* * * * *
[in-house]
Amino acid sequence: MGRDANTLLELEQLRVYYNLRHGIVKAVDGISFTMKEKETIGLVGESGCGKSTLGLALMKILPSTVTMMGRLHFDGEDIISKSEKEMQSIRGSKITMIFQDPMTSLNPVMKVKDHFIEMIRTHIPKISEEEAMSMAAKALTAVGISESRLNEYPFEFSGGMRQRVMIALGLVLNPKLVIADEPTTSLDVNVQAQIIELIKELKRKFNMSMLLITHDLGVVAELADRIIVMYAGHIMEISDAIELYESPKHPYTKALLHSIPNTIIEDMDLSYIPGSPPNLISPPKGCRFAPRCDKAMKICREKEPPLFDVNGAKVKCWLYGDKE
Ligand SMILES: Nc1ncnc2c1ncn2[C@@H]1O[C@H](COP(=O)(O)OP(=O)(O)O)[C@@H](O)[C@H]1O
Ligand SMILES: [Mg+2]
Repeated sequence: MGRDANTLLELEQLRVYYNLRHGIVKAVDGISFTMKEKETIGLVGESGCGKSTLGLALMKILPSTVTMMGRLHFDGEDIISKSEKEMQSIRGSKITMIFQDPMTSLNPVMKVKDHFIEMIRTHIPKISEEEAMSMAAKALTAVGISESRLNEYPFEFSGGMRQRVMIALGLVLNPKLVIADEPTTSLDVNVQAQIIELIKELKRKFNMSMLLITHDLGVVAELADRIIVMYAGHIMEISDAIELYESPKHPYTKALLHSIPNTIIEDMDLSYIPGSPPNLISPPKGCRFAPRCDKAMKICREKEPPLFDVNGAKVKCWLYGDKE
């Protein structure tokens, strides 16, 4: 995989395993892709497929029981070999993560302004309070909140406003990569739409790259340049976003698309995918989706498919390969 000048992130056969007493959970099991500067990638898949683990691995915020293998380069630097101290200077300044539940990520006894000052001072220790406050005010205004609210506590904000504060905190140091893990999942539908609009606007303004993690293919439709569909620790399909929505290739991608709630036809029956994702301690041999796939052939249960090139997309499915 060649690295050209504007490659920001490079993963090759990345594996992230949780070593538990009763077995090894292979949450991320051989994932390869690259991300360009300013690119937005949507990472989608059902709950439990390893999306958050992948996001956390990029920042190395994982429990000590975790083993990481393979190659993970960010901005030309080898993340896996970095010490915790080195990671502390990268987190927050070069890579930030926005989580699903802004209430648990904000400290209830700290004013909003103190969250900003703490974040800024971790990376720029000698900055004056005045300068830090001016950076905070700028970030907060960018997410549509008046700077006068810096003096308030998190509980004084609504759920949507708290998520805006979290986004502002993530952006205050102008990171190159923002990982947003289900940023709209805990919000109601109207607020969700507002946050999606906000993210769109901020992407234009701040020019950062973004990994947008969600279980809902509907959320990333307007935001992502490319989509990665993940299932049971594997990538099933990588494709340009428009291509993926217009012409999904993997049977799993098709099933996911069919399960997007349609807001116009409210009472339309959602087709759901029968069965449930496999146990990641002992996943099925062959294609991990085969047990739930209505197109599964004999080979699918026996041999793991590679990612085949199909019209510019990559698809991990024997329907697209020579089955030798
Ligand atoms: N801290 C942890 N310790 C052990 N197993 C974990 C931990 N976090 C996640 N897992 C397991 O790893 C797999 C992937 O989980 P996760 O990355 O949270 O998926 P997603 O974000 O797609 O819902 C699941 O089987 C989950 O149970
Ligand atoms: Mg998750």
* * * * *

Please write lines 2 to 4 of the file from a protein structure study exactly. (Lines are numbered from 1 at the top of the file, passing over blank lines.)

Amino acid sequence: MGRDANTLLELEQLRVYYNLRHGIVKAVDGISFTMKEKETIGLVGESGCGKSTLGLALMKILPSTVTMMGRLHFDGEDIISKSEKEMQSIRGSKITMIFQDPMTSLNPVMKVKDHFIEMIRTHIPKISEEEAMSMAAKALTAVGISESRLNEYPFEFSGGMRQRVMIALGLVLNPKLVIADEPTTSLDVNVQAQIIELIKELKRKFNMSMLLITHDLGVVAELADRIIVMYAGHIMEISDAIELYESPKHPYTKALLHSIPNTIIEDMDLSYIPGSPPNLISPPKGCRFAPRCDKAMKICREKEPPLFDVNGAKVKCWLYGDKE
Ligand SMILES: Nc1ncnc2c1ncn2[C@@H]1O[C@H](COP(=O)(O)OP(=O)(O)O)[C@@H](O)[C@H]1O
Ligand SMILES: [Mg+2]